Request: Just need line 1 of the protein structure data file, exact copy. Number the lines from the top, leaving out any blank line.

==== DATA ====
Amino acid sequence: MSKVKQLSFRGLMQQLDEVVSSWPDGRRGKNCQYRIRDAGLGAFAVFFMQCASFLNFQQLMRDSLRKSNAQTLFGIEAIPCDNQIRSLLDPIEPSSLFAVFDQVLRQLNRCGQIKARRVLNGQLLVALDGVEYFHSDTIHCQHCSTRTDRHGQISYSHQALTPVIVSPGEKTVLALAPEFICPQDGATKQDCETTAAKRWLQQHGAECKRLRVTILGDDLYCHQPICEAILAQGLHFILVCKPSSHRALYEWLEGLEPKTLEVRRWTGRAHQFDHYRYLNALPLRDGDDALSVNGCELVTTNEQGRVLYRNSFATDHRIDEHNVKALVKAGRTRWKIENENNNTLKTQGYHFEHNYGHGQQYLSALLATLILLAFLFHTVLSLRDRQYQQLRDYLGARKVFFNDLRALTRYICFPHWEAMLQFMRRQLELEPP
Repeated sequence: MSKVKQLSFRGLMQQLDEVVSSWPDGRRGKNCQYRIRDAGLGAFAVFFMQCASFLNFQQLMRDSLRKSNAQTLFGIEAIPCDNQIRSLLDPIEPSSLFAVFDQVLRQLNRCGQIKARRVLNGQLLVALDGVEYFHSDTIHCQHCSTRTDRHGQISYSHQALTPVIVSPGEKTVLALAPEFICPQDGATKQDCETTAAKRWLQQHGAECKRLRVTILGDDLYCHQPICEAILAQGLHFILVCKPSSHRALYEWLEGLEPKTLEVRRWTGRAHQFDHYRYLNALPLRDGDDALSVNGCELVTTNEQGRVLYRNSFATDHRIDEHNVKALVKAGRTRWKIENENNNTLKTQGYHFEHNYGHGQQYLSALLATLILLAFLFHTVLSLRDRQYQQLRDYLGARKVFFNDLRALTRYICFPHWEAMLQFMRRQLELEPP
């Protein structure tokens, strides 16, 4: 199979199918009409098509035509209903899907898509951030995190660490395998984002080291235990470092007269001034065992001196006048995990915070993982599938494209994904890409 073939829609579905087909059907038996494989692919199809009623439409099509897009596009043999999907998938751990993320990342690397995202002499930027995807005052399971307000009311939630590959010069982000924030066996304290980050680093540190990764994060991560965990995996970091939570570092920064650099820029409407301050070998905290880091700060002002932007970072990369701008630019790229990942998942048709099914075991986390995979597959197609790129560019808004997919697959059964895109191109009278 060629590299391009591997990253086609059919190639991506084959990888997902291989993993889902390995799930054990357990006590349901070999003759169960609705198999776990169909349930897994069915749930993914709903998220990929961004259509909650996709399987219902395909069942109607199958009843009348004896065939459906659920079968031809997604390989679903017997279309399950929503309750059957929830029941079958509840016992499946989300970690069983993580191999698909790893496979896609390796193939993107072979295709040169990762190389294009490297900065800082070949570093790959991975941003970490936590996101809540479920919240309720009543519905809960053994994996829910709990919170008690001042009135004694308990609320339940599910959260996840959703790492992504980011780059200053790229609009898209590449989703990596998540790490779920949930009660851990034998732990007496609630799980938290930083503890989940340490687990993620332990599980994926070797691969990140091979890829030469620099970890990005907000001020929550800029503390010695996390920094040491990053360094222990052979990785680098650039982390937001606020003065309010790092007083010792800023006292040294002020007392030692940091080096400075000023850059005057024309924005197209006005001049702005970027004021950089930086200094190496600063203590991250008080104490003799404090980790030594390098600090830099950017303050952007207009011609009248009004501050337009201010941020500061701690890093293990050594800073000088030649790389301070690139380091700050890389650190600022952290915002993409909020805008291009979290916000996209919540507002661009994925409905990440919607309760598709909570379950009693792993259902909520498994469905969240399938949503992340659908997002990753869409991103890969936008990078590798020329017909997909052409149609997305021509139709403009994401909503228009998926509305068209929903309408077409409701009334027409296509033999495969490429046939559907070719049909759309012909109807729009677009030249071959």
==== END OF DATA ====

Amino acid sequence: MSKVKQLSFRGLMQQLDEVVSSWPDGRRGKNCQYRIRDAGLGAFAVFFMQCASFLNFQQLMRDSLRKSNAQTLFGIEAIPCDNQIRSLLDPIEPSSLFAVFDQVLRQLNRCGQIKARRVLNGQLLVALDGVEYFHSDTIHCQHCSTRTDRHGQISYSHQALTPVIVSPGEKTVLALAPEFICPQDGATKQDCETTAAKRWLQQHGAECKRLRVTILGDDLYCHQPICEAILAQGLHFILVCKPSSHRALYEWLEGLEPKTLEVRRWTGRAHQFDHYRYLNALPLRDGDDALSVNGCELVTTNEQGRVLYRNSFATDHRIDEHNVKALVKAGRTRWKIENENNNTLKTQGYHFEHNYGHGQQYLSALLATLILLAFLFHTVLSLRDRQYQQLRDYLGARKVFFNDLRALTRYICFPHWEAMLQFMRRQLELEPP